Small Business

Small Business Saturday could exceed $14 billion

Small businesses hope for big sales

While big box retail stores have their Black Friday and Cyber Monday, mom and pop stores are gearing up for their retail day sandwiched between those two key dates — Small Business Saturday.

The Main Street-focused shopping day for the Saturday after Thanksgiving was created by American Express in 2010. Sales this year could exceed $14 billion, and data show consumers are willing to paying slightly more to support an independent business.

Small Business Saturday "keeps local in mind," said Eileen Buriani, owner of kid's furniture and gift retailer Kidegories, based in Shrewsbury, New Jersey. "Businesses that have been here for so long are still here," said Buriani, who has been in business for 20 years.

The day encourages consumers to support small local retailers and restaurants during the busiest shopping season of the year. During last year's Small Business Saturday, consumers spent a whopping $14.3 billion, up 2 percent from $14 billion spent in 2013.

Buriani is busy prepping her store for what she hopes will be big crowds. She brings in about 25 percent of annual sales during the holiday season. In preparation for Saturday, the retailer is stocking up inventory and sending deal reminders via email and social media.

The small business owner also is paying her success forward. She employs other local business professionals to make some of their handmade goods.

"I've got a 90-year-old woman knitting sweaters for us," Buriani said. "I've got women in their 80s who are hand-painting for us. ... We try to keep that local feel and one-of-a-kind uniqueness."

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And unique purchases and gifts are important for consumers. About 80 percent of shoppers say they're willing to pay slightly more for an item if it's purchased from an independent retailer versus a big chain, according to data from American Express and the National Federation of Independent Business.

Peter Glassman, owner and founder of New York City-based Books of Wonder, is celebrating 35 years in business.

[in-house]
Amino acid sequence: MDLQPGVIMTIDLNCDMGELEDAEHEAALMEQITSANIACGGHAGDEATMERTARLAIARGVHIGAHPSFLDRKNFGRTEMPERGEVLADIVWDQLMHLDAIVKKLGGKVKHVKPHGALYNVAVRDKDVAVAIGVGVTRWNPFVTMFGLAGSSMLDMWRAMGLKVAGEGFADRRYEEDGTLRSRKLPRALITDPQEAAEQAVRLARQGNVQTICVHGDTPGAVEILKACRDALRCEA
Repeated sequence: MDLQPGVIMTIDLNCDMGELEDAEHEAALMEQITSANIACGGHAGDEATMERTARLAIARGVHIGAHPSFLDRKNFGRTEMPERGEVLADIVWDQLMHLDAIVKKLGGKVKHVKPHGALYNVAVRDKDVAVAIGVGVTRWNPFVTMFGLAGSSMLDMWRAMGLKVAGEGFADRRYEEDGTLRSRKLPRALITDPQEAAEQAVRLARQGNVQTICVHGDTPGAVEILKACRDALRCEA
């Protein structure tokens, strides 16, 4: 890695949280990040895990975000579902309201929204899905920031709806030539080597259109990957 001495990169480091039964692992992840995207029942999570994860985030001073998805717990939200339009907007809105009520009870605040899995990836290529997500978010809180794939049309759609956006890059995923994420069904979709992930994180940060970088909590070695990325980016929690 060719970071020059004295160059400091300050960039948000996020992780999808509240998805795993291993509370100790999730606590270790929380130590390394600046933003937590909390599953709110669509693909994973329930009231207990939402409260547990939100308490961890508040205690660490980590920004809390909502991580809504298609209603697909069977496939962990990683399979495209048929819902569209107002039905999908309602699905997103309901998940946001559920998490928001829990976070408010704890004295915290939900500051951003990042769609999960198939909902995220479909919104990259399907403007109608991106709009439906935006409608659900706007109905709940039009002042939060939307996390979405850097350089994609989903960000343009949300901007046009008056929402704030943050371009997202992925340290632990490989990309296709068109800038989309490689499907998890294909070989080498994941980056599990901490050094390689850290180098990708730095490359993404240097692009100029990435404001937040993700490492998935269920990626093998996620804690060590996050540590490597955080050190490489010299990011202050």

Source: Kate Rogers

The reach of Small Business Saturday, meanwhile, continues to grow. "We've increased the amount of support we give to businesses, customized marketing materials and are working with different partners to broaden the appeal in the types of small businesses that participate," said Anre Williams, president of global merchant services at American Express.

New York-based indoor cycling studio Swerve Fitness is also participating in Small Business Saturday. It's offering classes to raise awareness about the shopping day and the importance of supporting local businesses in partnership with Well+Good, a wellness media company. "The goal is to engage with our community and raise awareness about the importance of supporting local businesses," said Chelsea Kocis, chief operating officer of Swerve Fitness.

Her NYC business neighbor, Peter Glassman of Books of Wonder, is also spreading the message of Small Business Saturday. He has been running his independent children's bookstore for 35 years and counting.

"Eighty percent of every dollar you spend in a locally owned business stays in the community," Glassman said. "By spending money with locally owned businesses, you keep the money in your town, your city and your neighborhood."

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